The yield on the benchmark 10-year U.S. Treasury fell to 2.34% from 2.56% late Friday. That is almost a 10% decline in the interest the Treasury pays.
“The Treasury market seems to be oblivious to the fact the U.S.’ credit rating was downgraded,” said Quincy Krosby, market strategist with Prudential Financial.
In other words, the issues directly affected by the downgrade became the niches of safety for the investors. What this fact says is that the panic today was just that and the stock market will level off as soon as soon as there is a bit of sobriety injected into the stock-holders.
Nonetheless, the fears of the investors would be based in reality if either the U.S. slides back into recession (it actually feels recession) or Italy, too large to rescue, fails.
The German magazine, Spiegel, has a pessimistic long-term outlook:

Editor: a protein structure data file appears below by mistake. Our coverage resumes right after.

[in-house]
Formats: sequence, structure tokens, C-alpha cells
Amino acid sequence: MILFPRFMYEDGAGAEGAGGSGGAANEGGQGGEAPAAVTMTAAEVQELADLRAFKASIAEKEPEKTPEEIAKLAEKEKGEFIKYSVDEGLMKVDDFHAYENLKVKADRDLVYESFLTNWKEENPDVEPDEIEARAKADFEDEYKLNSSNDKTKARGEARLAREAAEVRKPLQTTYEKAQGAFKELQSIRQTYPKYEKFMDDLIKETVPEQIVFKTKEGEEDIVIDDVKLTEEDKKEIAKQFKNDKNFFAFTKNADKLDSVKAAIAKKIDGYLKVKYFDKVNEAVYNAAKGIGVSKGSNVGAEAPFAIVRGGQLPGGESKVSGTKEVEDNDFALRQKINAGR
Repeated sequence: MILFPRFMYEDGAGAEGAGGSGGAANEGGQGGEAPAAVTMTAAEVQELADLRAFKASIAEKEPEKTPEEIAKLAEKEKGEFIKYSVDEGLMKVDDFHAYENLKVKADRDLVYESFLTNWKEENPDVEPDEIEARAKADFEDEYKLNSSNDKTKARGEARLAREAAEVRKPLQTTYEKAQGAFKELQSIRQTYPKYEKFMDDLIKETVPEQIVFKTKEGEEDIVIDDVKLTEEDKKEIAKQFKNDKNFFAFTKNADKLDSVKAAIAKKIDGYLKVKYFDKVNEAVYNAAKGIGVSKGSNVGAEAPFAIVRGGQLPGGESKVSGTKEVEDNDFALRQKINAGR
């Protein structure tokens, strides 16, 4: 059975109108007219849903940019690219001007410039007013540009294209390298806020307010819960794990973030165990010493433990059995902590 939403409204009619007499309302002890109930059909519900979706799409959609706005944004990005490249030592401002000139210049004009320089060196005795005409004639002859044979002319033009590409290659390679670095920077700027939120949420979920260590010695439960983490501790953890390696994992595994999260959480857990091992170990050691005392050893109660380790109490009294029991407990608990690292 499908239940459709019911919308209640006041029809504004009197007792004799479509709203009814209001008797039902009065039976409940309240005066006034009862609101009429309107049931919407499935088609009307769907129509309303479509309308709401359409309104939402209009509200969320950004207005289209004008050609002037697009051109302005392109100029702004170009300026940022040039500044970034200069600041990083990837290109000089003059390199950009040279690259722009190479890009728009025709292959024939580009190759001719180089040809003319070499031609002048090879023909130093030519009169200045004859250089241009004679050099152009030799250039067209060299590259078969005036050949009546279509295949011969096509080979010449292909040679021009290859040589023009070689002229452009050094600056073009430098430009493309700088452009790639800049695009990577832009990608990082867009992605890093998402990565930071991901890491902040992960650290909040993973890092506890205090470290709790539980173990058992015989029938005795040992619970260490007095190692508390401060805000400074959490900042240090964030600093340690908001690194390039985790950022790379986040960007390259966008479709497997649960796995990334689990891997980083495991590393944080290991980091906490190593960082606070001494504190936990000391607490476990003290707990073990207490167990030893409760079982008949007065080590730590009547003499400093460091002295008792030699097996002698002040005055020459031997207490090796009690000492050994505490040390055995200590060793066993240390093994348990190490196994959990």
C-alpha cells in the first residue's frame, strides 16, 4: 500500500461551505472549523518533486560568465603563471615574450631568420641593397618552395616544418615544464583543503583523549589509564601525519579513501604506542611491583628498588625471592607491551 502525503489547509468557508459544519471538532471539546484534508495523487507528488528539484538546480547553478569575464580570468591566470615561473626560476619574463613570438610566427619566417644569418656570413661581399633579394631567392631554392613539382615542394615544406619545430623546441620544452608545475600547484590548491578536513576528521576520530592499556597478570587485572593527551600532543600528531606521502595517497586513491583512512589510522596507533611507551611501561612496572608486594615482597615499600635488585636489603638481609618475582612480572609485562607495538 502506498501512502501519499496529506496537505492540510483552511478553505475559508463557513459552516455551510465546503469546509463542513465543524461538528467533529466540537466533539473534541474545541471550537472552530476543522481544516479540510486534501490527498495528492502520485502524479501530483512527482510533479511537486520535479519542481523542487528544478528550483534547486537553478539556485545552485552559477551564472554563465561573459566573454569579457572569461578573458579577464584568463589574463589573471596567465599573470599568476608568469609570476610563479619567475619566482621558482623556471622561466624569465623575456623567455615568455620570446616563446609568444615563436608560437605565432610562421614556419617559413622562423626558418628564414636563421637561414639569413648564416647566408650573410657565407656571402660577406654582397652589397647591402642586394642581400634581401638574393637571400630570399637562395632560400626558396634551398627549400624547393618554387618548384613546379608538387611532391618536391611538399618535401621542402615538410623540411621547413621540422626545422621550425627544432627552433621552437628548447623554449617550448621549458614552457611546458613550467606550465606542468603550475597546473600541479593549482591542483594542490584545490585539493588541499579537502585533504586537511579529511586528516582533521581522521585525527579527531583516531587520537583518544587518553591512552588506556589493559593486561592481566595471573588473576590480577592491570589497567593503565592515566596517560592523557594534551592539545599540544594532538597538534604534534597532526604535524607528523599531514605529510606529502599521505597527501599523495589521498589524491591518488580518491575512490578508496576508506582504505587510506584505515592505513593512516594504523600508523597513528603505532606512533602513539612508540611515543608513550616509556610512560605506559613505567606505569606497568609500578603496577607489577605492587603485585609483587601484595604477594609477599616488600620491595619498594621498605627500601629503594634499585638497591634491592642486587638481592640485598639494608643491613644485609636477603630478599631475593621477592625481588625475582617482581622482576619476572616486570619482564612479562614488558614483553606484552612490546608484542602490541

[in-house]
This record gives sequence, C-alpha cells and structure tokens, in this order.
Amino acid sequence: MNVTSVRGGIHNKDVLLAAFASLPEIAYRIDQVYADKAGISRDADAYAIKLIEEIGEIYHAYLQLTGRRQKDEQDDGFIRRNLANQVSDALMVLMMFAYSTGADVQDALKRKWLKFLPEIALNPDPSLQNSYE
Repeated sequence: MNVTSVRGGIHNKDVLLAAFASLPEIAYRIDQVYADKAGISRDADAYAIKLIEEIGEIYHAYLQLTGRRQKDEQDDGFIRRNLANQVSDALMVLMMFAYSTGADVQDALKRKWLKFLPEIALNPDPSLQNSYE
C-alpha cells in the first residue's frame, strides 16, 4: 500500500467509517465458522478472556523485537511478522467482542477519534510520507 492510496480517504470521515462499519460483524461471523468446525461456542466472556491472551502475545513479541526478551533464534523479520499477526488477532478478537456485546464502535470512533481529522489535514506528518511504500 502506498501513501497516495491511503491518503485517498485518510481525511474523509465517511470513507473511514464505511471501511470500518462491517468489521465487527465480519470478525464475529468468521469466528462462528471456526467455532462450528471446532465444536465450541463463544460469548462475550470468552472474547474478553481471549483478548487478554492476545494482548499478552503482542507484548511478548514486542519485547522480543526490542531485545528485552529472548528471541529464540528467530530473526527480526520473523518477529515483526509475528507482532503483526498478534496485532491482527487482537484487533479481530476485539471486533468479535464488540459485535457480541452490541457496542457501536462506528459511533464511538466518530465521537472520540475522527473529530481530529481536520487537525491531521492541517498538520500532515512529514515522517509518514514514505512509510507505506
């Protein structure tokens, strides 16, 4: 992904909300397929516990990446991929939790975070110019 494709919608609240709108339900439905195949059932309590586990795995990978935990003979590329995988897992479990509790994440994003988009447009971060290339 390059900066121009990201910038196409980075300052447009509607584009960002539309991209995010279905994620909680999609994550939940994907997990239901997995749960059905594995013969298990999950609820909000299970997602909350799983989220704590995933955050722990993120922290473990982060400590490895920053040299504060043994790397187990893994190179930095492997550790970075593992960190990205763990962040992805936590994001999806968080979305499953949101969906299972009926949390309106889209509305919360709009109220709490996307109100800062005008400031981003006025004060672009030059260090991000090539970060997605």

If Europe has an indebtedness problem, we have both that and a political/structural crisis. The two parties in Washington have brought the country to a standstill. The tea party was the devil’s catalyst at the critical moment, with its irrational posture in congress. And almost everybody else bowed to their demands.
The magnitude of this crisis humbles me. It is even difficult to write about my candidacy for governor of New Jersey at this moment. We certainly have a deficit in leadership at almost every level of government.